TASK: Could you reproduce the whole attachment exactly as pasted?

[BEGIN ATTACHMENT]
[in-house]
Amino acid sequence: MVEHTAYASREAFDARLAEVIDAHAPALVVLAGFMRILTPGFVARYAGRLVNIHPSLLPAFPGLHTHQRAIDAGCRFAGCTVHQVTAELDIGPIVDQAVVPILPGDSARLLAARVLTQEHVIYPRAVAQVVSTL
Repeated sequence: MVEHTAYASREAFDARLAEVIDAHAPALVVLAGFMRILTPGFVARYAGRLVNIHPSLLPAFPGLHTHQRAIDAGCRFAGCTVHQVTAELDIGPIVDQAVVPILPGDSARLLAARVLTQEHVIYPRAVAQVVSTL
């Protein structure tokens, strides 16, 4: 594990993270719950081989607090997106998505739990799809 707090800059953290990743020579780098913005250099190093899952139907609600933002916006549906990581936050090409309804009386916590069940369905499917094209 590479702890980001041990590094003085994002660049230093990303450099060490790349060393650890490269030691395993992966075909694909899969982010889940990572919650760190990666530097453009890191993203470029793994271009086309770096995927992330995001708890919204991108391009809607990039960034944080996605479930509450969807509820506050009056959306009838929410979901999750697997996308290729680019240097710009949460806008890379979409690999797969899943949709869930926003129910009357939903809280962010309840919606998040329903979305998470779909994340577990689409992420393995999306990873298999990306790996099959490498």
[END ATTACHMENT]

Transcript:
[in-house]
Amino acid sequence: MVEHTAYASREAFDARLAEVIDAHAPALVVLAGFMRILTPGFVARYAGRLVNIHPSLLPAFPGLHTHQRAIDAGCRFAGCTVHQVTAELDIGPIVDQAVVPILPGDSARLLAARVLTQEHVIYPRAVAQVVSTL
Repeated sequence: MVEHTAYASREAFDARLAEVIDAHAPALVVLAGFMRILTPGFVARYAGRLVNIHPSLLPAFPGLHTHQRAIDAGCRFAGCTVHQVTAELDIGPIVDQAVVPILPGDSARLLAARVLTQEHVIYPRAVAQVVSTL
């Protein structure tokens, strides 16, 4: 594990993270719950081989607090997106998505739990799809 707090800059953290990743020579780098913005250099190093899952139907609600933002916006549906990581936050090409309804009386916590069940369905499917094209 590479702890980001041990590094003085994002660049230093990303450099060490790349060393650890490269030691395993992966075909694909899969982010889940990572919650760190990666530097453009890191993203470029793994271009086309770096995927992330995001708890919204991108391009809607990039960034944080996605479930509450969807509820506050009056959306009838929410979901999750697997996308290729680019240097710009949460806008890379979409690999797969899943949709869930926003129910009357939903809280962010309840919606998040329903979305998470779909994340577990689409992420393995999306990873298999990306790996099959490498």